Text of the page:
3. If you do have concerns or questions, do a video visit. Many large medical centers are doing these now. Your local public health office likely already has a hotline or process for fielding questions. Use them.
  4. Stop buying toilet paper, hand sanitizer and Clorox wipes in bulk. Someone else needs those, and it’s probably not you. If you have a sink and soap, you have all you need.
  5. Rethink your flu shot for next year. Chances are, if you have a cough, you may actually just have the flu, which is still widely present. You might have not had it altogether if you’d received your flu shot. And next year’s flu may be worse than this year’s coronavirus. We never know, that’s why we keep on working to make these better, every year. Whatever you are afraid of by not getting the flu shot is nothing compared to this.
  6. Have honest, open discussions with your children, family, older parents, etc. I’ve found that some of the best conversations I’ve had about the current pandemic have been with my kids. And we all need each other right now, especially when we’re asking everyone to shrink their community to the bare minimum. Make sure your kids are reassured. Check on your older relatives and make sure they have food.
  7. Buckle up for a longer period of uncertainty than you are used to. I don’t know what next week will look like. It might be better. It might be worse. It will be like trying to buy the right stock right now. Just relax, slow your life down, enjoy the moments you are having with your loved ones or simply at home. Read a good book.
  8. If you get seriously ill, we are here for you. But the only way I do my job at the top of my abilities is if you are truly sick. If I’m spending most of my day counseling you on why you don’t need a coronavirus test, then I’m not helping the ones who might be standing behind you in the screening line with an oxygen saturation of 79%.

Take care of each other. Take care of yourselves.

First Black Child Born at Rush Leaves Lasting Legacy

Botanical Gardens
By Traci Daniels

When I began my tenure at Rush last year, I was proud to walk the halls of one of the finest health care institutions in the land. My mother worked in health care administration, and the care that she received prior to her death made me inspired to make the switch to this field.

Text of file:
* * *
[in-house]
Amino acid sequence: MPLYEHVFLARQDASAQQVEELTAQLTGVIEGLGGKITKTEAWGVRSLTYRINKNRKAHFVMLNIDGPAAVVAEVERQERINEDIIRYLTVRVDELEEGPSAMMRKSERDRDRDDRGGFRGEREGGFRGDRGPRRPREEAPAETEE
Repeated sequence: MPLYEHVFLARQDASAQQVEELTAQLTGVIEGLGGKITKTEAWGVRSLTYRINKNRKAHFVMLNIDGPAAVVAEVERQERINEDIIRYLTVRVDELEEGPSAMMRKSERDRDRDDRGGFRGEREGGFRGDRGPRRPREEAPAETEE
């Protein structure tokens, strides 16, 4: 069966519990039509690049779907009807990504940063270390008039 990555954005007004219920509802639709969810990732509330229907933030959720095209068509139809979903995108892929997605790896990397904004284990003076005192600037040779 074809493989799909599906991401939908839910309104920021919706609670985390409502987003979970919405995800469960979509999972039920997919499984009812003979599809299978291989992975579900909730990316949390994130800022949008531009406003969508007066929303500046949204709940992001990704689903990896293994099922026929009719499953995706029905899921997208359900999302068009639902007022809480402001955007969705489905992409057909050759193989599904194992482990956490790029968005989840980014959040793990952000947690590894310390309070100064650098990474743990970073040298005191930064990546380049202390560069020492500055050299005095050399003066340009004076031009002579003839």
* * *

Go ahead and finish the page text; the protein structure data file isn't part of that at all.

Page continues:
I recall her writing down for me her life facts on a piece of paper before she passed. She was always thinking of others and knew that I, as her only child, would be planning her services. She spoke of being the first black baby born at Rush on July 12, 1953 (then Presbyterian Hospital). She was the youngest child of the late Claude and Geneva F. Brown.

Life is truly full circle. Here I am, 67 years later, now working at that very same place she began life.

Since it’s Black History Month, I am reflecting on how my ancestors and older relatives probably could not have dreamed of the position I am in now. Because of the strides that they and my mother made, it is conceivable for me to now shine. When I saw a slideshow of all the black excellence and history made here at Rush, I mentally inserted a slide about my mom.

A staunch champion for education, my mother, Linda Levon Brown, attended Emil G. Hirsch High School and graduated in 1971. She won a full academic scholarship to the University of Illinois at Chicago for education.

‘Destined for greatness’

Following college, Mom began her career in her chosen field of health administration at the University of Chicago Billings Hospital and the Osteopathic Chicago Hospital.

She was married in 1977 to decorated Purple Heart war veteran Robert L. Daniels, and to this union, her only child, Traci Daniels (me), was born in 1980. Priding herself in her work, my mom was employed throughout her career at South Chicago Hospital, University of Illinois Medical School, St. Francis Hospital and finally Palos Community Hospital.

Even her name, Linda, is a wonderful tribute to black history, as she’s named after the plaintiff in the landmark Supreme Court Brown vs. the Board of Education case. It was almost as though her parents knew she was destined for greatness.

I like to think that her birth here at Rush was representative of all of the births that were to come — all of the great stories that have literally been birthed in Rush’s hallowed halls. If she had not ventured into the world of health, she would have loved a career in Silicon Valley or as a pilot. In fact, she made sure to attend the Bessie Coleman memorial here in Chicago every year, which celebrates the first black woman to get a pilot’s license. Mom also loved music (Motown artists were her favorite) and thoroughly enjoyed attending “Motown the Musical” for her last birthday before she passed.

​​When I think about Rush’s tagline and motto, “Excellence is just the beginning,” I feel that is truly the legacy my mother left through Rush, and with me. As I continue to craft my own legacy, I will definitely carry on that tradition in her honor.